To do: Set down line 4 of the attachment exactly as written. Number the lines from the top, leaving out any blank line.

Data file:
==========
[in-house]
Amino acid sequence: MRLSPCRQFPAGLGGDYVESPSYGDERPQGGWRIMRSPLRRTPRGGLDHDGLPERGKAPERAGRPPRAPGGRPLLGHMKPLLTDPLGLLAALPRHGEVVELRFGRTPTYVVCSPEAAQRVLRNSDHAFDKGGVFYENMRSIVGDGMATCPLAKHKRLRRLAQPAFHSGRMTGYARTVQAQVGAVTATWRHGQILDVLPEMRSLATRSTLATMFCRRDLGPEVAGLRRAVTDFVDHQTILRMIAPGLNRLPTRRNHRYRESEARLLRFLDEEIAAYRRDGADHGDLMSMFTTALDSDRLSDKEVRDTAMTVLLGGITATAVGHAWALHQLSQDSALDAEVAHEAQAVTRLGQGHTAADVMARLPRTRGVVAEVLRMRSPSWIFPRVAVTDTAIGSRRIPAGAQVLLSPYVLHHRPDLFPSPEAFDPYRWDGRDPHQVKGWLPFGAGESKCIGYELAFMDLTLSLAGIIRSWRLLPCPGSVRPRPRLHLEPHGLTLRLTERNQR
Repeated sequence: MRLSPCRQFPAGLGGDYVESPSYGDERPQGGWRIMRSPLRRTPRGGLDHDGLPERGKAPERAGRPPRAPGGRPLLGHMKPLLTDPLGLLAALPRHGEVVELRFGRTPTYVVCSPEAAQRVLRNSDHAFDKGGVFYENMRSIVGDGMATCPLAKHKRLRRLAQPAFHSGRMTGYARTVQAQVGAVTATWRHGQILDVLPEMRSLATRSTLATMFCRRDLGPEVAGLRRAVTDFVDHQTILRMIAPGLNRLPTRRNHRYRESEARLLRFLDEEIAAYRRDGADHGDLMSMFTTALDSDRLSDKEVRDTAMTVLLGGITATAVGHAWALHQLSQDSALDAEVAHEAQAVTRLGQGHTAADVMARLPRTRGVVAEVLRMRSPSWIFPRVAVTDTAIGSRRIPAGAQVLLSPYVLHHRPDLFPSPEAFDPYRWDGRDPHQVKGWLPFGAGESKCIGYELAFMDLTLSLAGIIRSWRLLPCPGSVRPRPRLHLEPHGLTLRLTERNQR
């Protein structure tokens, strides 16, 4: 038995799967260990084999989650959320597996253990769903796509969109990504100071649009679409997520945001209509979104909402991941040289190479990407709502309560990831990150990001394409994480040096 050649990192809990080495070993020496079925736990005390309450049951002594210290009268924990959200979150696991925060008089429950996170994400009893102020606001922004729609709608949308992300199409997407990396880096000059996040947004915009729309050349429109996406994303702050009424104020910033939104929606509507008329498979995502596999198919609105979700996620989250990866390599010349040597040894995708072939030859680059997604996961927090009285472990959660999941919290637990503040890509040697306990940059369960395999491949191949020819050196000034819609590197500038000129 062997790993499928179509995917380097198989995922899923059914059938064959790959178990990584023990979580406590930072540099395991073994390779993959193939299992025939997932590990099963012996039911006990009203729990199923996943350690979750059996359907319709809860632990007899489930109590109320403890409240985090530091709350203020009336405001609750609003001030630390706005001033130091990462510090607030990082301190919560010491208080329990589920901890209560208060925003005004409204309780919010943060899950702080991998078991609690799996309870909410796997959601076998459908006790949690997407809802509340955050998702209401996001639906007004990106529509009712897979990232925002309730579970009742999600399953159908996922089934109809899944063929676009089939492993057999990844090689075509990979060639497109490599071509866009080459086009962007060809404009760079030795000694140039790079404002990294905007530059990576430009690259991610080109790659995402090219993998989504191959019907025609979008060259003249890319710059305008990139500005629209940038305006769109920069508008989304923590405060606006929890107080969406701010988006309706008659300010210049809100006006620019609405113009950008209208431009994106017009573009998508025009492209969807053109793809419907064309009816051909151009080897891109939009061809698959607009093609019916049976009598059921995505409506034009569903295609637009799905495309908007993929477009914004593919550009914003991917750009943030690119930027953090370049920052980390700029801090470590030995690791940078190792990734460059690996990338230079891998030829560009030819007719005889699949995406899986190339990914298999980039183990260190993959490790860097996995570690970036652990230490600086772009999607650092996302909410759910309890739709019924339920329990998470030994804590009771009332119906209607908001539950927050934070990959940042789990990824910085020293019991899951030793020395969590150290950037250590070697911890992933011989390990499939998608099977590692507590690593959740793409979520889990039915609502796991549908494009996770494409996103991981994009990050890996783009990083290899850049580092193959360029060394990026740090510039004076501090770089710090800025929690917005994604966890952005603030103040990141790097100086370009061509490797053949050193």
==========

């Protein structure tokens, strides 16, 4: 038995799967260990084999989650959320597996253990769903796509969109990504100071649009679409997520945001209509979104909402991941040289190479990407709502309560990831990150990001394409994480040096 050649990192809990080495070993020496079925736990005390309450049951002594210290009268924990959200979150696991925060008089429950996170994400009893102020606001922004729609709608949308992300199409997407990396880096000059996040947004915009729309050349429109996406994303702050009424104020910033939104929606509507008329498979995502596999198919609105979700996620989250990866390599010349040597040894995708072939030859680059997604996961927090009285472990959660999941919290637990503040890509040697306990940059369960395999491949191949020819050196000034819609590197500038000129 062997790993499928179509995917380097198989995922899923059914059938064959790959178990990584023990979580406590930072540099395991073994390779993959193939299992025939997932590990099963012996039911006990009203729990199923996943350690979750059996359907319709809860632990007899489930109590109320403890409240985090530091709350203020009336405001609750609003001030630390706005001033130091990462510090607030990082301190919560010491208080329990589920901890209560208060925003005004409204309780919010943060899950702080991998078991609690799996309870909410796997959601076998459908006790949690997407809802509340955050998702209401996001639906007004990106529509009712897979990232925002309730579970009742999600399953159908996922089934109809899944063929676009089939492993057999990844090689075509990979060639497109490599071509866009080459086009962007060809404009760079030795000694140039790079404002990294905007530059990576430009690259991610080109790659995402090219993998989504191959019907025609979008060259003249890319710059305008990139500005629209940038305006769109920069508008989304923590405060606006929890107080969406701010988006309706008659300010210049809100006006620019609405113009950008209208431009994106017009573009998508025009492209969807053109793809419907064309009816051909151009080897891109939009061809698959607009093609019916049976009598059921995505409506034009569903295609637009799905495309908007993929477009914004593919550009914003991917750009943030690119930027953090370049920052980390700029801090470590030995690791940078190792990734460059690996990338230079891998030829560009030819007719005889699949995406899986190339990914298999980039183990260190993959490790860097996995570690970036652990230490600086772009999607650092996302909410759910309890739709019924339920329990998470030994804590009771009332119906209607908001539950927050934070990959940042789990990824910085020293019991899951030793020395969590150290950037250590070697911890992933011989390990499939998608099977590692507590690593959740793409979520889990039915609502796991549908494009996770494409996103991981994009990050890996783009990083290899850049580092193959360029060394990026740090510039004076501090770089710090800025929690917005994604966890952005603030103040990141790097100086370009061509490797053949050193």